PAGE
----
Credit – bethL


Born to be wild


If you live in the suburbs, or perhaps in a rural location, you may want children to get used to wildlife early on. As human beings the hunter-gatherer part of our brain is alive and well; except it has evolved to herd animals too. It may be a big part of your lifestyle, heritage and or livelihood, and keeping wild animals on a farm or just part of your garden is something you might want to pass on to your children. However, one of the concerns you may have as a parent is to keep the dirty side of wildlife away from them until their immune systems have gotten stronger. But, it’s okay to start them off early as long as you inform of precautions and things to definitely not do. If you read an article such as, thoroughly, it explains the dangers of poultry and other backyard animals in detail. Keep your young ones aware of the potential harm such as infection, disease and bad bacteria, and you’ll be surprised at how quickly fresh minds can pick advise up.

Source – Lars Ploughmann


Humble yet profound


You cannot, and should not, underestimate the power of books. Reading your children bedtime stories about animals, from such books like ‘animals of farthing wood’ or ‘the wind in the willows’ will supercharge their imagination. They stand a much better chance of respecting wildlife if they can connect with characters in fiction novels. Animals which they may not have even seen yet, like bears, eagles, frogs, badgers, and wildcats, they can learn about and imagine how they live. One day when you take them camping, these stored memories may prove to be useful as children who are uninterested in the wildlife around them in a natural setting, can be disrespectful and put themselves in harm’s way. Coloring books, join the dot fun and other DIY kits can teach them about the lifespan, habitat, behavior, food, and noises of animals at a very early age.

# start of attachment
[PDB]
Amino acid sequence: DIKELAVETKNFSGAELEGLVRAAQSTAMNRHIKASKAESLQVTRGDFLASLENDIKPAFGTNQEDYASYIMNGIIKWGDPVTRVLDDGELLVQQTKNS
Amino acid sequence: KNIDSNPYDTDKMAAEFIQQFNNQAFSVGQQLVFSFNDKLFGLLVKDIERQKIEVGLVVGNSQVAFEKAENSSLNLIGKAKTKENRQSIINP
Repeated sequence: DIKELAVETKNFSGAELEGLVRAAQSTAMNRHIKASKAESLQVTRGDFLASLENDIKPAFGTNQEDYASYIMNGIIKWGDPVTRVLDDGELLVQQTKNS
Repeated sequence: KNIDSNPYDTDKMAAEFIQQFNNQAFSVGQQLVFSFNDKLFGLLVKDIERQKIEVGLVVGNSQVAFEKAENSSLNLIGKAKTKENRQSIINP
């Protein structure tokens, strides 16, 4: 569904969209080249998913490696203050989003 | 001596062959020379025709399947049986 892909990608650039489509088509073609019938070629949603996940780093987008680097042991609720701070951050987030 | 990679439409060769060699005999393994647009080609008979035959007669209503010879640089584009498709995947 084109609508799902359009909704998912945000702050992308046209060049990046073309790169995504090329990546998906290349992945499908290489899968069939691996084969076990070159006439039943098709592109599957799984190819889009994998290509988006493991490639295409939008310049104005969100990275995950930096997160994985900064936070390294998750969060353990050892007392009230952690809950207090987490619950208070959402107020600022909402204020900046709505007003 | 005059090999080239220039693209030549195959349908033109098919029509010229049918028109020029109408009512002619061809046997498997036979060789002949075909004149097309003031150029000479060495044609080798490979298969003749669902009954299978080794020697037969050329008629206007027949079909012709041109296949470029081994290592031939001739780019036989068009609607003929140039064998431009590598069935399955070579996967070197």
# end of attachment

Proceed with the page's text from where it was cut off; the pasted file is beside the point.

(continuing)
Pretend play


You can also play physical games with children with an educational element to teach them about animals. You can play games like the hunter and the prey, in the form of hide and seek. You can play the role of the lion and search for them around the home, and when you finally get them ask them questions about the average age a lion lives or what the aesthetic difference is between a male and female. You’ll incentivise them to get the answer right, so they don’t get gobbled up; in the form of tickling.

You can also cut out hand puppets, and challenge them to a coloring competition with the aim of making a real animal. For example, you may want to cut out a bird of prey like a Peregrine Falcon and set a challenge to draw and color the most accurate bird using pencils, paper, and crayons. If they use a wildlife book as a reference, they go through the stages of identifying, analyzing and sketching. Using their hands and mind at the same time is a great way to bolster their cognitive skills as well as understanding what they’re looking at.